Biofuels, Solar, Wind Diversify Kansas Energy Portfolio
Production Line at AGC Flat Glass in Spring Hill, KS
Glass moves along the production line at AGC Flat Glass which manufactures glass for solar panels at their facility in Spring Hill, Kansas. Kansas is a leader in traditional energy, including natural gas and oil production, and is taking a lead role in renewables.
Investing in Kansas energy is easy – the tough part may be deciding which sector, because the state is making moves in all of them.
Kansas is a longtime leader in traditional energy, including natural gas and oil production, consistently ranking among the top 10 U.S. states in crude oil production.
The Sunflower State is a hub for wind power, with 1,026 megawatts on line at the end of 2010, and the industry’s growing U.S. supply chain.
Solar energy’s future is bright, too. The state has a high solar rating, and industry powerhouses such as AGC Flat Glass, a global leader in solar glass production, have operations in Kansas.
Ethanol, biodiesel and cellulosic technologies are also part of the portfolio.
Standards, Incentives fuel growth
Kansas is an active partner in developing new technologies and creating markets for sustainable fuel sources. The state demonstrated its commitment to renewables with a Renewable Energy Standard – 10 percent for 2011 (which was met almost exclusively with wind generation), 15 percent for 2016 and 20 percent for 2020. In 2009, the state bumped up its commitment and elevated the benchmarks from “goals” to “mandatory requirements,” making Kansas an attractive investment option because companies have evidence of the state’s commitment.
State incentives include special bond financing, which make up to $5 million available for eligible projects. Renewable energy incentive grants from the Kansas Energy Office provide up to $250,000 to help state agencies, local governments and educational institutions finance 25 percent of alternative energy projects. In addition, Kansas has a $34 million revolving loan program for small commercial and residential energy efficiency projects.
Ethanol, Biofuels Flowing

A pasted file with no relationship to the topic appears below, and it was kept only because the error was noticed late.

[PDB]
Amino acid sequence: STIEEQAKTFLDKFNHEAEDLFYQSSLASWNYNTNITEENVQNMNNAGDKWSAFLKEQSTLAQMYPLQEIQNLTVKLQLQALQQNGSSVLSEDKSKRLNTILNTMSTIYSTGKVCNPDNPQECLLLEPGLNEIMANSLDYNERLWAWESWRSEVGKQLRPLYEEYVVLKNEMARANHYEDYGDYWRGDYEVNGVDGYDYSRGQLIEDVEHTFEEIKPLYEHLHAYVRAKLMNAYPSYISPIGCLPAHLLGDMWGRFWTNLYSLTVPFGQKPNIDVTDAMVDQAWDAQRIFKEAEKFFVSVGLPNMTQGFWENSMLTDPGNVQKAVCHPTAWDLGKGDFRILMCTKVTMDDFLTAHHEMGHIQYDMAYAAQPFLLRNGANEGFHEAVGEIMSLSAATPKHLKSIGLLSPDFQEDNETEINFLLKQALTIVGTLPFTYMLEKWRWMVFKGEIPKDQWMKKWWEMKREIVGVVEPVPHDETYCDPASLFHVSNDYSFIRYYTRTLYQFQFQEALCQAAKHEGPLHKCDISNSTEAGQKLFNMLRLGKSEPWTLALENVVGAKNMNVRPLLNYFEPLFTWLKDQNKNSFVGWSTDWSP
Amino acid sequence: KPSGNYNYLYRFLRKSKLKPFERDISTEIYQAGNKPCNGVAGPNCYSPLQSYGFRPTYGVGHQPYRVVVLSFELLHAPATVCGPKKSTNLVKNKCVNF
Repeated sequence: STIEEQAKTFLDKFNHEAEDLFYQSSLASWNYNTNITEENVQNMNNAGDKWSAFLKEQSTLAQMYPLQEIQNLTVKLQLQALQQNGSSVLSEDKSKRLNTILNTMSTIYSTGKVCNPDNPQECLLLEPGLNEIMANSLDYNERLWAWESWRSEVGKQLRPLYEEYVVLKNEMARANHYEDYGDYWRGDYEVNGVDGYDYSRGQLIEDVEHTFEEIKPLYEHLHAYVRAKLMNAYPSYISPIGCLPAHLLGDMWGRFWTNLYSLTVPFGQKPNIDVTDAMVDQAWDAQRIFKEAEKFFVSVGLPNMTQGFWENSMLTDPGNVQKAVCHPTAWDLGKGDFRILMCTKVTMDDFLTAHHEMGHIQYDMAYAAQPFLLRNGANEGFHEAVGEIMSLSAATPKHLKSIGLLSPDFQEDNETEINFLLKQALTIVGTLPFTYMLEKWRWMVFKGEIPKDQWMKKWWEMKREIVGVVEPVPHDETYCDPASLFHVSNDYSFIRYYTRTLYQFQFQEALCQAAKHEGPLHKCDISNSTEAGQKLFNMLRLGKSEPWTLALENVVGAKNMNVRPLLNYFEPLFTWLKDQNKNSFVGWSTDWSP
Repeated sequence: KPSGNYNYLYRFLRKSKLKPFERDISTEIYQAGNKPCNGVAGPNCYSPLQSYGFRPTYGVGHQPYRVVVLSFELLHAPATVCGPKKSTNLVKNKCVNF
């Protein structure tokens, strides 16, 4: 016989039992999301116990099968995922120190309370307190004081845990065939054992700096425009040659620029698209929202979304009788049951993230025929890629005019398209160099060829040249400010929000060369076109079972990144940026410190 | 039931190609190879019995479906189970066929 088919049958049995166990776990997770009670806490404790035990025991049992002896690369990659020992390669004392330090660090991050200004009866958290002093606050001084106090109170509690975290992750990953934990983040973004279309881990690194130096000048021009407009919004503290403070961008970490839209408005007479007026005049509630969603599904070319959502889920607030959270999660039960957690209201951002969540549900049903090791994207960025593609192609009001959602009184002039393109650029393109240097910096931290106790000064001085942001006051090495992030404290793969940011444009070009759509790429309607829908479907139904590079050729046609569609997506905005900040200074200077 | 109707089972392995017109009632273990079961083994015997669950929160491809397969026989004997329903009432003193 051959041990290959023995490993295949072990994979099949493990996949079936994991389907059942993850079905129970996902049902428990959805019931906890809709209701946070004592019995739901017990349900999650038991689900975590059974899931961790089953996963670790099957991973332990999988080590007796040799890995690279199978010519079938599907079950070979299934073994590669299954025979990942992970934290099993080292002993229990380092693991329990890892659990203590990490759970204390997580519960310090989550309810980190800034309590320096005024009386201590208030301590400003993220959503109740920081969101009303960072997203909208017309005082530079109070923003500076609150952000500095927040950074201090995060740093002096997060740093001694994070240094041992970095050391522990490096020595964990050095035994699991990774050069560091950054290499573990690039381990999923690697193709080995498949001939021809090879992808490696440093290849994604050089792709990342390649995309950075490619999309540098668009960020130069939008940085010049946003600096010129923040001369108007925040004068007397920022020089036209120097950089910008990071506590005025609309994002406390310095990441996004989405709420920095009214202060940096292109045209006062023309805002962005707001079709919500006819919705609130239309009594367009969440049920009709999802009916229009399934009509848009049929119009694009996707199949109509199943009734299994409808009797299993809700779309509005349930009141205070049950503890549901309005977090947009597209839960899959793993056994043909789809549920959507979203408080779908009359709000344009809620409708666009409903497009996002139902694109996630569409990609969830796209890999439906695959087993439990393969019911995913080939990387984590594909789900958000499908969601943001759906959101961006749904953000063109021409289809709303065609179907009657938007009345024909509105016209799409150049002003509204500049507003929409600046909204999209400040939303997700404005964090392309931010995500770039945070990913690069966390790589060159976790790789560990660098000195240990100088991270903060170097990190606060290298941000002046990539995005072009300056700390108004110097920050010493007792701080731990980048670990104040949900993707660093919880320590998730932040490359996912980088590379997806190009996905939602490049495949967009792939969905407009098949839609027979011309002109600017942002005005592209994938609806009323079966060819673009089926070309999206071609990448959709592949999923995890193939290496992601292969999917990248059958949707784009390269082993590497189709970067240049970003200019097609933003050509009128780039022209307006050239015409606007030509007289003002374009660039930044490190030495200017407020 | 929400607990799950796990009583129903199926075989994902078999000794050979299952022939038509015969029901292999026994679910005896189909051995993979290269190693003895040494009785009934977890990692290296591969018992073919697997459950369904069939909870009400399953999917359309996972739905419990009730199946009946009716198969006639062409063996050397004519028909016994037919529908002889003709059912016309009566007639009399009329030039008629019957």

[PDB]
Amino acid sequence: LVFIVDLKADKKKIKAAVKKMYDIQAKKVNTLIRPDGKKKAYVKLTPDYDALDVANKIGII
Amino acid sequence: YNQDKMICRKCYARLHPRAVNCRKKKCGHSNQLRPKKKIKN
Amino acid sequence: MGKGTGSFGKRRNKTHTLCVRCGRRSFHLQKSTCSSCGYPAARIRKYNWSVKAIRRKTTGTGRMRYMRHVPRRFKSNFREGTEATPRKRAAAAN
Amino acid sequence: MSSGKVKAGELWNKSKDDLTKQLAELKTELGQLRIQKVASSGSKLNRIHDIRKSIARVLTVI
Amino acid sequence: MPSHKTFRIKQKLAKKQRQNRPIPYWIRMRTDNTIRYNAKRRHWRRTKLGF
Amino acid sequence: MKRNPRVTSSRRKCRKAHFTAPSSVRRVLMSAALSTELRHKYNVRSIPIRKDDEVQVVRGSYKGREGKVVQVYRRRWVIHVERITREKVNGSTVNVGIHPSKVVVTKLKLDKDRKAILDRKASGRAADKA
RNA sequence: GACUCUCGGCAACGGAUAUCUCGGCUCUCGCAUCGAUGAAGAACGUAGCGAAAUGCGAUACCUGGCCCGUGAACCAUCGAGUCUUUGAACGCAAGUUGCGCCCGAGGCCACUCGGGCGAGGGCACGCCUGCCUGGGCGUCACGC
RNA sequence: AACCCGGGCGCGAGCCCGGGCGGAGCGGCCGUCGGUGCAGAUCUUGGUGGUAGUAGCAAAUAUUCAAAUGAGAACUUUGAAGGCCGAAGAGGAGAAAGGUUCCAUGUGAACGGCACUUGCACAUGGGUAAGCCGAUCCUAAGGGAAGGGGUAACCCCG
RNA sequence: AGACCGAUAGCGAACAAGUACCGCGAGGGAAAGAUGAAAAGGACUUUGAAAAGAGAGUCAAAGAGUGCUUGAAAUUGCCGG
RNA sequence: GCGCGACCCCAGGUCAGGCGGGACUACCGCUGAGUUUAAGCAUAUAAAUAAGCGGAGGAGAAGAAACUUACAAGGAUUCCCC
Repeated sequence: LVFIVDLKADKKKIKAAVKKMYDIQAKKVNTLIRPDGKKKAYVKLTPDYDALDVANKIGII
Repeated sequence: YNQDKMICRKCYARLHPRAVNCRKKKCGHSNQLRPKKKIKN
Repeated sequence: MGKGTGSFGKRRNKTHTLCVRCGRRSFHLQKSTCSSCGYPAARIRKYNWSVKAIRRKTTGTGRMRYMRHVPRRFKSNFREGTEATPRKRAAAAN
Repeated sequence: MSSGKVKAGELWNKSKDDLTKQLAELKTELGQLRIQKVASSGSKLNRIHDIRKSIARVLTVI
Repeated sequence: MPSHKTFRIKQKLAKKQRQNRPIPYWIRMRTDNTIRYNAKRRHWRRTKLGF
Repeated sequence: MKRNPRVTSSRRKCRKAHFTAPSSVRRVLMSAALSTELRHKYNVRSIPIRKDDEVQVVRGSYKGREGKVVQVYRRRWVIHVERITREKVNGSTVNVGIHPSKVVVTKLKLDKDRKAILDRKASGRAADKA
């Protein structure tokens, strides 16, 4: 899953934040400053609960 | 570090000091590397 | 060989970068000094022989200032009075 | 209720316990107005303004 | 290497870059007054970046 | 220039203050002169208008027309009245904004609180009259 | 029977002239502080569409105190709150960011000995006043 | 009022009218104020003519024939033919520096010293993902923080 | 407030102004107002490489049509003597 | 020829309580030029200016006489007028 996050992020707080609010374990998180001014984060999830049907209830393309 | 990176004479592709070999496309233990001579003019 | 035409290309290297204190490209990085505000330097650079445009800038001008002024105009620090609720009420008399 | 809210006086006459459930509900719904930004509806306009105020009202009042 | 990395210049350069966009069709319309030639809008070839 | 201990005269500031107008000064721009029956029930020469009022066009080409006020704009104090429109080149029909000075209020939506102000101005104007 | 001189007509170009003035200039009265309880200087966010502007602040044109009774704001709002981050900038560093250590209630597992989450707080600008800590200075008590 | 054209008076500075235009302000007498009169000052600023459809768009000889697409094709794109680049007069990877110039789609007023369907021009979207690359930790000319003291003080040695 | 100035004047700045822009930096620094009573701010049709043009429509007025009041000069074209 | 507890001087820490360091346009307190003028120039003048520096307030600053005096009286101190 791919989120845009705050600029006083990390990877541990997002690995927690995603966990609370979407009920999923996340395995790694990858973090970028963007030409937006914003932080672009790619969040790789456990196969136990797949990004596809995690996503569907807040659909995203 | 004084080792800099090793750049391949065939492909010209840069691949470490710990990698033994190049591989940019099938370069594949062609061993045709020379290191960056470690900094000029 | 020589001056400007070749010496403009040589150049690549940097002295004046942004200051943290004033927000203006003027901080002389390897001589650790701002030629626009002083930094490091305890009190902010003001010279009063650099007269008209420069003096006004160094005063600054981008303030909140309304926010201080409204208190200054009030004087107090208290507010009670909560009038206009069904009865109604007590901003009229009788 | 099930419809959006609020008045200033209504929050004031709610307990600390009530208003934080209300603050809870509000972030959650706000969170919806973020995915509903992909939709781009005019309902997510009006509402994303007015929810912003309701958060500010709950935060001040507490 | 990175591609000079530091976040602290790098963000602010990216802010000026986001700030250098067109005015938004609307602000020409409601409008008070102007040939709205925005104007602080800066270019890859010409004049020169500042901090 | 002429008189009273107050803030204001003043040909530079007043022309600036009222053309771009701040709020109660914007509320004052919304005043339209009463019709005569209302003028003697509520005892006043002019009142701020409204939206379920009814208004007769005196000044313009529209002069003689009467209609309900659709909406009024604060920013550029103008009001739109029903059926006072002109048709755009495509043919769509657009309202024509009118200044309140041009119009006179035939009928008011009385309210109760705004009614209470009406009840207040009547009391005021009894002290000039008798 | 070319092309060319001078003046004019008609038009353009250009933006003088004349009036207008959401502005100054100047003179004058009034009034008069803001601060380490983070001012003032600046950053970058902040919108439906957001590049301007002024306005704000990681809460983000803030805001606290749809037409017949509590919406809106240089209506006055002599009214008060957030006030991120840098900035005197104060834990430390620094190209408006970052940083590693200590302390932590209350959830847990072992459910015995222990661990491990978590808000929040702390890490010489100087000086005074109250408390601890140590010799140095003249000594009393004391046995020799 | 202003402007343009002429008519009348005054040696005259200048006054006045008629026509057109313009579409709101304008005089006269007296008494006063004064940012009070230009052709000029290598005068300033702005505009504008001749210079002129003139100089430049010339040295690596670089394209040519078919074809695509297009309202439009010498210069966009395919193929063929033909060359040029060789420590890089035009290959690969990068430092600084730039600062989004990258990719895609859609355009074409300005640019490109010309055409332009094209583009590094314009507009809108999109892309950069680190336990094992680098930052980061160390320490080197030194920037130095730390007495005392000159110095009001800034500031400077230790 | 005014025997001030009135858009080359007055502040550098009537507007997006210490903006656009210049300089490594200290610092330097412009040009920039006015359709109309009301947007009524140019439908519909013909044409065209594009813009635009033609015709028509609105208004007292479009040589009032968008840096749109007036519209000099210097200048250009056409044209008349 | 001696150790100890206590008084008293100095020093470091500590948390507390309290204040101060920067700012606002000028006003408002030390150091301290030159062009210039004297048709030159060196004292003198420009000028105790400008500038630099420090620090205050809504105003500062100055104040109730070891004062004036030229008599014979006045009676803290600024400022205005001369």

Kansas has 12 operating biofuel facilities with a combined permitted capacity of 519.5 million gallons per year.
More projects are in the permit or construction phase. Abengoa Bioenergy, an industry leader, picked Kansas for its first commercial-scale hybrid biomass plant, in part because the state has no shortage of feedstock.
“We are a big agricultural state and produce corn and sorghum, feedstocks for ethanol plants,” says Carole Jordan, rural development director at the Kansas Department of Commerce. “Those can be interchanged in plants depending on what the market is doing. We have the source of those inputs very near to production.”
Companies are working with wheat stover, switchgrass and other potential sources of biomass. Researchers are trying to figure out how to break apart corn kernels to get all the material for potential energy conversion. Both the University of Kansas and Kansas State University have dedicated biomass working groups, including one that is developing algae as a biofuel, Jordan says.
Kansas Has Location Advantage
The state already is home to major industry players. In addition to Abengoa, ICM, a leader in building and retrofitting ethanol plants, is based in Colwich, Kan. ICM is one of four biorefinery companies selected by the U.S. Department of Energy to lead biomass-to-ethanol research efforts with innovative technologies. Projects include developing a demonstration plant at the Harvey County landfill for a biomass gasifier, says Monique Garcia, ICM’s director of government affairs.
With innovative companies, existing production, solid transportation infrastructure and market access, Jordan says, “it makes for a really great combination.”